The Washington Metropolitan Area Transit Authority (“Metro”) decided to shut down the red line over the weekend of December 16 to 17, 2017, after tests found deteriorating insulation on the electrical cables that stretch over certain areas of the track. These cables are used to detect the location of trains on the track, so that Metro can coordinate the trains, to maximize speed and avoid collisions. When cable insulation deteriorates too much, it can cause a cable to leak electricity, which in turn can lead the electrical transmission of the cables to flicker on and off (this is called a “bobbing circuit”).
A bobbing circuit can cause the detection system on a part of the track to fail. When that happens, any train that happens to be on that track section becomes “invisible” to the rest of the train system. This is what happened in 2009 near the Fort Totten station: A train came to a stop on a section of track that had a bobbing circuit. Because this train wasn’t detected by the rest of the train system, a second train failed to stop, and crashed into the rear of the first train.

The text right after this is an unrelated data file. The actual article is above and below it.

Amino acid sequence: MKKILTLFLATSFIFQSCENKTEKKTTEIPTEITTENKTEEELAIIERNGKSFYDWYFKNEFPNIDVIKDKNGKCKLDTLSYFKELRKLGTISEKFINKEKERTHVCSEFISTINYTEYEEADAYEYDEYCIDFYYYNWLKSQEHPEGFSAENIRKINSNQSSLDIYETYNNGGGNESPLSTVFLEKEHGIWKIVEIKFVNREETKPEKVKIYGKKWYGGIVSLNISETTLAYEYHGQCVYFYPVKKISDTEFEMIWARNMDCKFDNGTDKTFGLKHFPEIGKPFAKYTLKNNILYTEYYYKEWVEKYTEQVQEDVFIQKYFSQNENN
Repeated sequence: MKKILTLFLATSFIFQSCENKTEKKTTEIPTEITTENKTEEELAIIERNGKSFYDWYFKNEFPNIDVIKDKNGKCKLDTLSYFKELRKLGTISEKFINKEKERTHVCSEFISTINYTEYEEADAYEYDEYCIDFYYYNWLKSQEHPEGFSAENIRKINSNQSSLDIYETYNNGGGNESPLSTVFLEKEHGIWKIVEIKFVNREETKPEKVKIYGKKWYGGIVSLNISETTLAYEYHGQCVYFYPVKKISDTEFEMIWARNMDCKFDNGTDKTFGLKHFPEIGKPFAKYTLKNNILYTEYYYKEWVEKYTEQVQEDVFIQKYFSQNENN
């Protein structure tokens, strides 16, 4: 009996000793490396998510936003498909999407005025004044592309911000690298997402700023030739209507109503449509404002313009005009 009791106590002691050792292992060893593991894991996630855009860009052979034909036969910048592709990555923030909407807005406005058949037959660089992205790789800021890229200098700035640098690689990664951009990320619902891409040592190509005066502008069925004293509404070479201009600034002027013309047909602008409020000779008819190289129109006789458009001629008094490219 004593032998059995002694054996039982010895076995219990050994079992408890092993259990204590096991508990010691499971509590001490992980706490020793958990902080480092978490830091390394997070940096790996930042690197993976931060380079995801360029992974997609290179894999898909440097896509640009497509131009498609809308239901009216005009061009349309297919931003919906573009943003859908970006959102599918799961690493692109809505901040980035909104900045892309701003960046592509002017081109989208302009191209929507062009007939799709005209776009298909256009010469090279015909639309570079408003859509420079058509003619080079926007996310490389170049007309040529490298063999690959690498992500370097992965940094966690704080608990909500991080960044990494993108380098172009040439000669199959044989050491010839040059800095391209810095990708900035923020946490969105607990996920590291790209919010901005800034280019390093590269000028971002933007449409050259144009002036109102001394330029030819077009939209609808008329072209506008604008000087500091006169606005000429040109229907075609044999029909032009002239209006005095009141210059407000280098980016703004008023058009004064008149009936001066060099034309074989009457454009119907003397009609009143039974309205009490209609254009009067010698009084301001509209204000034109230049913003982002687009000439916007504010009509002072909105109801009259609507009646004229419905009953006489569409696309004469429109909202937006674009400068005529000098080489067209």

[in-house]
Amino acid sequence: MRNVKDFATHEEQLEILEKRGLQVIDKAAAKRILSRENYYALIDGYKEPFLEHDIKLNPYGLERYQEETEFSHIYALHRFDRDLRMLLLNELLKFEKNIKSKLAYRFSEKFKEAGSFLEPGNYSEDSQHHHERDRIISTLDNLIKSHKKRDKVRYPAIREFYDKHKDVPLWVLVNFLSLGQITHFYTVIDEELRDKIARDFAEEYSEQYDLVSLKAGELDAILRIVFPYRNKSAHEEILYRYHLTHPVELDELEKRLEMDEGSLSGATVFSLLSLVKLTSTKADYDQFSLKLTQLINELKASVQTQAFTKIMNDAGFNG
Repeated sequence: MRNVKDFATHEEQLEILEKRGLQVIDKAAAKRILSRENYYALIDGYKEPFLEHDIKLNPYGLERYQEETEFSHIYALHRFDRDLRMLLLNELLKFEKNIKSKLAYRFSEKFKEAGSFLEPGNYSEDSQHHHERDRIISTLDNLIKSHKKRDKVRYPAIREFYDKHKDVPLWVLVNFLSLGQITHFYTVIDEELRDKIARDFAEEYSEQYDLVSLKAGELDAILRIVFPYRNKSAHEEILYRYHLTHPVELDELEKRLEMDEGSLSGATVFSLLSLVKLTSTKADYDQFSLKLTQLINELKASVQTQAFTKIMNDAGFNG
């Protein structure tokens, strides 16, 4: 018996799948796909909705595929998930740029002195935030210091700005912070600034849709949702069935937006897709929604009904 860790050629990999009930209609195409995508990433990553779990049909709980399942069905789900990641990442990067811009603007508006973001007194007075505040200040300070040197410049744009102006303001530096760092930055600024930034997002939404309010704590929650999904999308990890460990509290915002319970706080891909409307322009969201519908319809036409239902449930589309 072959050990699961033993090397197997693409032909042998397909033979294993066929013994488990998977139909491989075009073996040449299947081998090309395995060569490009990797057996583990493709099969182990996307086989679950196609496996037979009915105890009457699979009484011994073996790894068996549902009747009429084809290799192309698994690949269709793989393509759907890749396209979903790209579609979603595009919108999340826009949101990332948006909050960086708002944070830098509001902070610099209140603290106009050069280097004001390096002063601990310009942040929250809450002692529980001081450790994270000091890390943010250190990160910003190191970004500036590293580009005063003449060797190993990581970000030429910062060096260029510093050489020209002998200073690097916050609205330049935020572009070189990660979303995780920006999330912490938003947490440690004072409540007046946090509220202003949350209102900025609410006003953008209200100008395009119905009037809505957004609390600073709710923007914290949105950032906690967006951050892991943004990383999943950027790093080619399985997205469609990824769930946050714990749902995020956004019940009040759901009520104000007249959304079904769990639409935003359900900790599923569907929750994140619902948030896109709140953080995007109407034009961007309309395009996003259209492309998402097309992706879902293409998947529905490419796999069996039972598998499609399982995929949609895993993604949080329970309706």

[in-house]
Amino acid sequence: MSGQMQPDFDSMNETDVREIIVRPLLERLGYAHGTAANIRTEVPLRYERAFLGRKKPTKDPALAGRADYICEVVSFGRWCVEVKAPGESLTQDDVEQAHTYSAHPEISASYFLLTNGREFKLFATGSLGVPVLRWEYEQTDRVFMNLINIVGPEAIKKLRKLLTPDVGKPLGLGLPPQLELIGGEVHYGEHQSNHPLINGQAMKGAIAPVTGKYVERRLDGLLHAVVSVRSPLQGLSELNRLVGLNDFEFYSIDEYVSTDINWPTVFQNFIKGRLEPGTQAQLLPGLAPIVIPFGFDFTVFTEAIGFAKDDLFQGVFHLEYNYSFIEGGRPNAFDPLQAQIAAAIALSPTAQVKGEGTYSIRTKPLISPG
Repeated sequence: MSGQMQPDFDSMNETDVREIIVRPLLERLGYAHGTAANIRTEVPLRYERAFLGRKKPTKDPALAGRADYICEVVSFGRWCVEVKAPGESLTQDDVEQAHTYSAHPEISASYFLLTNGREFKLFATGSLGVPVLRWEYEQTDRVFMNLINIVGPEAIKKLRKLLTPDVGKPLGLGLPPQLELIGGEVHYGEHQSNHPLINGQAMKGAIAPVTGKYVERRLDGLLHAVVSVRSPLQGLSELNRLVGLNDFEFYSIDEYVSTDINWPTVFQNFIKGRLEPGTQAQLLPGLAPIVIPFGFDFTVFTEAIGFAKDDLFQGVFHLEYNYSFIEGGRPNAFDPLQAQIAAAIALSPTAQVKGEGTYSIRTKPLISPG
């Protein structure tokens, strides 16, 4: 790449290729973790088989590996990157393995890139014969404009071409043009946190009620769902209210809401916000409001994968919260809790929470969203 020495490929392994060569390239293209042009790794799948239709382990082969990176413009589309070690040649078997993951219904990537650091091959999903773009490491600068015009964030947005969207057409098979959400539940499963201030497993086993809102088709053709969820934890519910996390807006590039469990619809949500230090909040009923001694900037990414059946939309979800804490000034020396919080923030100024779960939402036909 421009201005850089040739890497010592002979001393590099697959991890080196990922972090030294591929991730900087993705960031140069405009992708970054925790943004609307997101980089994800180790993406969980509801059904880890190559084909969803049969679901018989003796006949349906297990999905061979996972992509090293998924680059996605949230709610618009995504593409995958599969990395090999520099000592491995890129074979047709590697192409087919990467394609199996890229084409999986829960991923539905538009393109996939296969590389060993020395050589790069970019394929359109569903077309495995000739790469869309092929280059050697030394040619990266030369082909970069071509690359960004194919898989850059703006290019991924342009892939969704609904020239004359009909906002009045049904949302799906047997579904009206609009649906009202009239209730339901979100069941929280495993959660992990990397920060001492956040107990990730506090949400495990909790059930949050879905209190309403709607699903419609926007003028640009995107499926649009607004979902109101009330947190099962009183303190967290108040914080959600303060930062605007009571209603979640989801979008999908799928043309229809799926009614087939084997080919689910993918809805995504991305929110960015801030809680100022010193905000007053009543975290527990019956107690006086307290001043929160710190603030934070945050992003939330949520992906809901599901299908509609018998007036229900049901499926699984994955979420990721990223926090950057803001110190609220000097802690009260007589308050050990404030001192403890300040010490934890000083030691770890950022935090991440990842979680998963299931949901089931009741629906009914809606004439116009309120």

The 2009 collision killed nine people and injured many more. Chaikin, Sherman, Cammarata & Siegel, P.C., represented the estate of a passenger who died in the crash in a lawsuit against Metro, which ultimately paid over $900,000 in a settlement reached by the firm.
Metro had to pay dearly when its failure to maintain track safety led to the 2009 crash. Fortunately, it appears that Metro has learned at least something from the experience, as it labors to fix a similar problem on the tracks before a new disaster happens.
If you or anyone you know has been injured in a train accident or while using Metro transportation, you should contact the personal injury attorneys at Chaikin, Sherman, Cammarata & Siegel, P.C., for a free consultation.